ASBM Presents at WHO Meeting on Naming in Geneva
Calls for Distinct Non-Proprietary Names to Ensure Patient Safety

Geneva, Switzerland The Alliance for Safe Biologic Medicines (ASBM) today presented at the World Health Organization’s (WHO) 57th Consultation on International Nonproprietary Names (INN) for Pharmaceutical Substances in Geneva, Switzerland. During his presentation, ASBM Chairman, Richard Dolinar, M.D., called for the use of distinct non-propriety names for biologic medicines so that it is clear which medicine or medicines a patient received.  Said Dolinar, “It is essential to patient safety that adverse events can be accurately traced back to the correct product.  Distinguishable non-proprietary names for biologic medicines make that more likely.”

For nearly three years, ASBM has been dedicated to ensuring that patient safety is at the forefront of biosimilar policy across the globe as regulatory bodies around the world approve biosimilars for use. ASBM has strongly advocated that all biologics be given distinct non-proprietary names to facilitate accurate attribution of adverse events. The non-proprietary name of a reference product and product/s biosimilar to it, should have a common, shared root but have distinct and differentiating suffixes.  This will enable regulators to hold manufacturers accountable for the quality of their medicines.

Because biologics are made using living cells, as opposed to traditional chemical drugs, they are highly sensitive to the manufacturing process, storage, handling, etc. and small changes in the medicine can have important implications for patients.  ASBM believes that the laws governing their approval and regulation must address that scientific reality in order to ensure patient safety.

In his presentation, Dr. Dolinar, a practicing endocrinologist, thanked the WHO for seeking input from the physician and patient communities and urged regulators worldwide to give biosimilars distinguishable names.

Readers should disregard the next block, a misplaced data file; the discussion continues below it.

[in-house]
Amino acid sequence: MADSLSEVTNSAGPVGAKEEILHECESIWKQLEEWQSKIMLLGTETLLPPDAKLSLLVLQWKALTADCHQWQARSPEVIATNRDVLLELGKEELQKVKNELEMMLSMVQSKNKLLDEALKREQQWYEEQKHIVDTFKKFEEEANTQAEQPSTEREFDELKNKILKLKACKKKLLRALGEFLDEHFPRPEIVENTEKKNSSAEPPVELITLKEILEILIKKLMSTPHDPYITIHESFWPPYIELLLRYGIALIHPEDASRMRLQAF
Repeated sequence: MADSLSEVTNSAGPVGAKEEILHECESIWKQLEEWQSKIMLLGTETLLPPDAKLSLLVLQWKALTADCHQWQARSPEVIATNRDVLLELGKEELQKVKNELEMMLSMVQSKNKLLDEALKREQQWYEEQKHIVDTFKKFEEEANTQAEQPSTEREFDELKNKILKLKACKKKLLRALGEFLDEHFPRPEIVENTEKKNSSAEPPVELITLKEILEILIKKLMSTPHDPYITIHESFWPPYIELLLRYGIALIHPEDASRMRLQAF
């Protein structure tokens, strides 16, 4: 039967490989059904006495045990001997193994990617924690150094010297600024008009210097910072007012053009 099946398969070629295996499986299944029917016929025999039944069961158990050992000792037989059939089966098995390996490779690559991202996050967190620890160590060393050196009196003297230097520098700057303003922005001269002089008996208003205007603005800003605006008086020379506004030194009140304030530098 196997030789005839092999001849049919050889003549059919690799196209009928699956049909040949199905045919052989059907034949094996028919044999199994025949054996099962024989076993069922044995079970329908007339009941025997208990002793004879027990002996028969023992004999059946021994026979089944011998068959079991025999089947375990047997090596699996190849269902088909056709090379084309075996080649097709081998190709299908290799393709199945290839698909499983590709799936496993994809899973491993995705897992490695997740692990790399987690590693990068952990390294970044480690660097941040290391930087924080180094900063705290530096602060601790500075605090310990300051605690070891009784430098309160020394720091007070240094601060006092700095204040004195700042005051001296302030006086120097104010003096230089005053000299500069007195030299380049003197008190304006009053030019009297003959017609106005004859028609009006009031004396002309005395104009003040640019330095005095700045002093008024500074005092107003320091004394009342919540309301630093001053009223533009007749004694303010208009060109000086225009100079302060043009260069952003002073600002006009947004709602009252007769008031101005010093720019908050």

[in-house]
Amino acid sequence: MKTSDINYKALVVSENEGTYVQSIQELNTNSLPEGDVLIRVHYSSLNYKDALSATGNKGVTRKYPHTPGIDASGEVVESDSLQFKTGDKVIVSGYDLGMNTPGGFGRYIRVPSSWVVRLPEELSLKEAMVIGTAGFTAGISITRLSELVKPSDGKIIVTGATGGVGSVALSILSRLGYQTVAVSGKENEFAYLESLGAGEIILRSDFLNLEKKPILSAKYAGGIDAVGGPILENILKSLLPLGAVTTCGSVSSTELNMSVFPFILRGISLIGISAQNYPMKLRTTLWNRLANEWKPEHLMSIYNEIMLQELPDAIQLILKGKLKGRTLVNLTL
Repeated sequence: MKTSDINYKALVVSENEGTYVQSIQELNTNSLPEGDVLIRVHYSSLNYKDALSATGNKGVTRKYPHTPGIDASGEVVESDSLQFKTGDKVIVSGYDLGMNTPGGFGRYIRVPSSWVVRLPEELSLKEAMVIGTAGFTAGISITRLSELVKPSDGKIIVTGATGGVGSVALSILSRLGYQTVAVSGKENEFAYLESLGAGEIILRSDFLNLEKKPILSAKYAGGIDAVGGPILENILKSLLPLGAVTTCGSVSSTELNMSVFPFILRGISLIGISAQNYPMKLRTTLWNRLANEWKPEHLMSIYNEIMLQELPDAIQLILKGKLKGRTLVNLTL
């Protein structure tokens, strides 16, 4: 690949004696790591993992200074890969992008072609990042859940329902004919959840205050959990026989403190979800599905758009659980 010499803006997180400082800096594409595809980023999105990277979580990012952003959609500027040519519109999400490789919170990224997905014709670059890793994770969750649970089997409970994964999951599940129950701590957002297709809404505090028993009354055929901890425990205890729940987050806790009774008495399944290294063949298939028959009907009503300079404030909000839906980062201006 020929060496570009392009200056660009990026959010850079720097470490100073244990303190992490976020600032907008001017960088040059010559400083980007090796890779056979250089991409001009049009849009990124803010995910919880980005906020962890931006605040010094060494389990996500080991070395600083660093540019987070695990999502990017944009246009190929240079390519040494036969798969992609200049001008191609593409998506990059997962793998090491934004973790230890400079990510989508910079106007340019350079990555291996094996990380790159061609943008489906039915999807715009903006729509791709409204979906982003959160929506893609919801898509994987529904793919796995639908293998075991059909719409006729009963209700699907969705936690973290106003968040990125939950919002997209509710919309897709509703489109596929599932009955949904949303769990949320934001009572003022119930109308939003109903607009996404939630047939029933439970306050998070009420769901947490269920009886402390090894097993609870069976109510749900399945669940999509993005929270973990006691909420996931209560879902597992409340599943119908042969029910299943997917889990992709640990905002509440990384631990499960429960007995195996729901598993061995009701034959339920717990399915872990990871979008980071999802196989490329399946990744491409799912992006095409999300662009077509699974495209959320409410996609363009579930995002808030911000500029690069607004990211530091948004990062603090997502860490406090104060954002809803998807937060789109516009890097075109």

“We are grateful for the continued opportunities the WHO has given stakeholders like us to provide input as biosimilar policies are developed,” said Dr. Dolinar. “Product names are a foundational element of communication among health care providers and will have implications for the safe use of biologic medicines.  When we speak about drugs, we need to be very specific. If a patient has an adverse reaction, which can occur months after receiving a biologic medicine, we need to be able to properly identify that medication. Instituting a system of distinguishable names will achieve the common goal of enhancing access to these life-changing therapies, while also protecting the safety of the patients.”

In advance of the WHO meeting, ASBM wrote two letters to WHO regarding the need for instituting a system of distinguishable names.

About the Alliance for Safe Biologic Medicines:
The Alliance for Safe Biologic Medicines (ASBM) is an organization composed of diverse healthcare groups and individuals from patients to physicians, innovative medical biotechnology companies, and others who are working together to ensure patient safety is at the forefront of the biosimilars policy discussion. Visit us at www.SafeBiologics.org.

For more information, please contact:

Michael Reilly
Executive Director
Alliance for Safe Biologic Medicines
Phone: 202-222-8326
E: [email protected]